God’s Undertaker – Has Science buried God?

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This particular book by John C Lennox has a permanent spot on my bookshelf. It’s an all time favourite that I first got when I was 19, but every few years I visit it over and over again. The books packs in so much in it’s 200 odd pages, like a mini encyclopedia that I come back to for reference so often. Perhaps its really just my passive aggressive nature, but I have not felt the need to defend God against science because in my opinion he doesn’t need it. However this book is amazing if you’re a science buff trying to connect God and science. It really delves into the beautiful laws of science that inundate our universe and what God’s got to do with it all.  Depending on where you are in your journey and understanding, the answer might be a simple, God is everywhere so it defies logic to say he cannot be found in science.

 

As someone who is more inclined to science related stuff; (yes I was that much of a geek that at the age of 18 not much was more interesting to me than quantum physics), it’s been a journey to tie these two ideas together. God is more real to me than Einstein’s theories, no matter how much I agree with them. To me science does not prove the redundancy of my God, because he is written in every fibre in my being, his DNA and imprint is upon all humanity and creation. He is in the smallest of particles, leptons and quarks and in the galaxies stretching far and wide. What I struggled to articulate was how I could be a mad scientist and still be crazy in love with Jesus. Somehow it worked, it still works and it fits so perfectly well, the two are not at odds within me. How could I explain that to people who think Christians seem to be lacking in elementary reasoning and inquisitiveness of the categorical mechanics of our world? To someone who thinks we blindly attribute everything to a big, old, invisible, bearded white man sat on a throne in the sky?

 

If you’ve ever been in a position where you had to articulate what has often felt like a struggle between God and science and which is the ultimate truth, this book will get you further in your journey. I love how John Lennox manages to convey his ideas in relatively simple terms, communicate the intricate physics that holds this beautiful planet together so perfectly well. I will admit, this is not an easy read, I needed my thinking cap on, it has a sizeable bit of scientific and philosophical ideas, enough to get a glimpse of what science means to him and to most Christian scientists. How do they marry their vocation, which they are ferociously passionate about with their faith, when society suggests faith is a result of disengaging one’s brains? Is it an act of intellectual laziness on their part?

 

 

When I read this book by John Lennox I might have a little too many of the “aah this is what I’ve been trying to say” moments. He managed to articulate precisely how it is not God vs science. We somehow got the narrative wrong by pitting God against science, not through one particular group’s fault. I suppose as “Christians” in the past, the church did not help when there was denial of basic scientific principles. My only wish is that more and more people would come to realise that it is not a war, God and science work handsomely well. To me God is a God of principle and laws. So why would he not put laws into nature too, like the law of gravity? If he has simple principles such as if you give it shall be given to you, why would the theory of relativity be offensive to him or beyond him?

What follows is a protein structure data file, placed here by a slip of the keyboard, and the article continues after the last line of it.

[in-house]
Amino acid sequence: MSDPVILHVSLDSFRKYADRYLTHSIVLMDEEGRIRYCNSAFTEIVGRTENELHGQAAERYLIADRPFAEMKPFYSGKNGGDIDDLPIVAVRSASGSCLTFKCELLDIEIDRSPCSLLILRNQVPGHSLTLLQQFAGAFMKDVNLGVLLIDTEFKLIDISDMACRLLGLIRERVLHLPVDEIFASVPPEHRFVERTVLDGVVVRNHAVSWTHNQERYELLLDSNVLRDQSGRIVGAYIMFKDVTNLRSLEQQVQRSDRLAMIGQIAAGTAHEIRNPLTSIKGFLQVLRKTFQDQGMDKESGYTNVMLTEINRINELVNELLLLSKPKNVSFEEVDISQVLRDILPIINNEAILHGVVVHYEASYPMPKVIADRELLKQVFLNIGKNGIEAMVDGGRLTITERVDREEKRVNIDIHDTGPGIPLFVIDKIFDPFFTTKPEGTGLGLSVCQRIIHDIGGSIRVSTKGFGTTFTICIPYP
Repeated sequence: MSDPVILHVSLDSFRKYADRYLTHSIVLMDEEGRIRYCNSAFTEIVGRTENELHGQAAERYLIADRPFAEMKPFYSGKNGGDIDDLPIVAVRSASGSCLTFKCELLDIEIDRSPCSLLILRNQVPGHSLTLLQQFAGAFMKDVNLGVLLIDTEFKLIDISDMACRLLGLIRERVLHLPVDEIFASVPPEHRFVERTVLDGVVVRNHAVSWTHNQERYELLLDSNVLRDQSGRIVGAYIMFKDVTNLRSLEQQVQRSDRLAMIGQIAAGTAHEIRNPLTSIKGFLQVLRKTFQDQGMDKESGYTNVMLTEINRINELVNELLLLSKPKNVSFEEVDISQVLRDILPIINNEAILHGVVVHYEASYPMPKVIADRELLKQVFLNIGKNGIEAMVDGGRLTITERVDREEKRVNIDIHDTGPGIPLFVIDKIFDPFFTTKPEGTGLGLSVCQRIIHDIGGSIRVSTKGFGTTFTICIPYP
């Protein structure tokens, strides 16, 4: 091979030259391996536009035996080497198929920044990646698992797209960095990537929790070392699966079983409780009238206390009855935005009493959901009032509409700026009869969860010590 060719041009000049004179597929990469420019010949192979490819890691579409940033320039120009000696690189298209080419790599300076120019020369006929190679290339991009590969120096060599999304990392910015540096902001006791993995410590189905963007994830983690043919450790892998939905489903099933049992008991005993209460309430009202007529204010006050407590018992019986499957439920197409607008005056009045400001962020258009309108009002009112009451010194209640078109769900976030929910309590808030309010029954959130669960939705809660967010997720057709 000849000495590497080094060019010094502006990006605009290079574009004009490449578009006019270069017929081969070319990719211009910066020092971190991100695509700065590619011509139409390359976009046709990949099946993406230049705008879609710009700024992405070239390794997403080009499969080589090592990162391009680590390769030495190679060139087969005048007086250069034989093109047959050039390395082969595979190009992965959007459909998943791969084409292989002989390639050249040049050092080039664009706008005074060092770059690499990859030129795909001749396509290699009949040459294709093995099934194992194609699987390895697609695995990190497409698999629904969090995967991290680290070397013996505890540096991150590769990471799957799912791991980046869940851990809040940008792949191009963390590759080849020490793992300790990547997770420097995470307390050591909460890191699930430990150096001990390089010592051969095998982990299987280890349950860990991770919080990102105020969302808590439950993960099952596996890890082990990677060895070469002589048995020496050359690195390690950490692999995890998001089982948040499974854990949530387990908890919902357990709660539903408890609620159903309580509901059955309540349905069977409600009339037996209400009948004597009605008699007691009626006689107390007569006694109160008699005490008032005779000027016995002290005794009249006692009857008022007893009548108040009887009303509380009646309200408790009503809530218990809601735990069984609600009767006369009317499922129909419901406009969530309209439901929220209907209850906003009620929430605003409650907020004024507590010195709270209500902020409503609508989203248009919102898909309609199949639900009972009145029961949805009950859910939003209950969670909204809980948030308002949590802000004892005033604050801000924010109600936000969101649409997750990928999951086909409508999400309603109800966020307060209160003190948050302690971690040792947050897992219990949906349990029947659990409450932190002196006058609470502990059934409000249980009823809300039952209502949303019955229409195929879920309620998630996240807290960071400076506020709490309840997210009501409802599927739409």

For me this  quote Lennox uses by Richard Swinburne sums up the whole argument;

 

“Note that I am not postulating a ‘God of the gaps’, a god merely to explain the things that science has not yet explained. I am postulating a God to explain why science explains; I do not deny that science explains, but I postulate God to explain why science explains. The very success of science in showing us how deeply ordered the natural world is provides strong grounds for believing that there is an even deeper cause for that order.”

 

Lennox takes you on this journey of understanding why its not a choice of God or science. At the beginning he gives a simple analogy of a ford engine. We know the physics principles that underly the workings of that engine, but I presume if Henry Ford had not designed that system by manipulating those very principles, we might have  been denied Ford cars.

 

After reading this book, every new perplexing scientific development or discovery that comes out, astounds me for different reasons to most people I suspect. To know that God took the time to create such an intricate universe, bewilders and humbles me. How he chose you and I to be part of this perplexingly magnificent world which is intricately detailed, brings out a song of worship in my soul.

 

“Our involvement is too intimate…We are truly meant to be here.”

 

I may not be a seasoned intelligent-design theologist, but  what I know of the nature of God; his innumerable workings including science, brings me peace that surpasses understanding. He has laid before us a universe with great mysteries to give us a purpose and to continue discovering the many enigmas he has hidden in this universe.  I highly recommend this book if you like me, are on this particular journey. I hope it helps you make sense of a few things you’ve always wondered about your fondness for science and devotion to God. 

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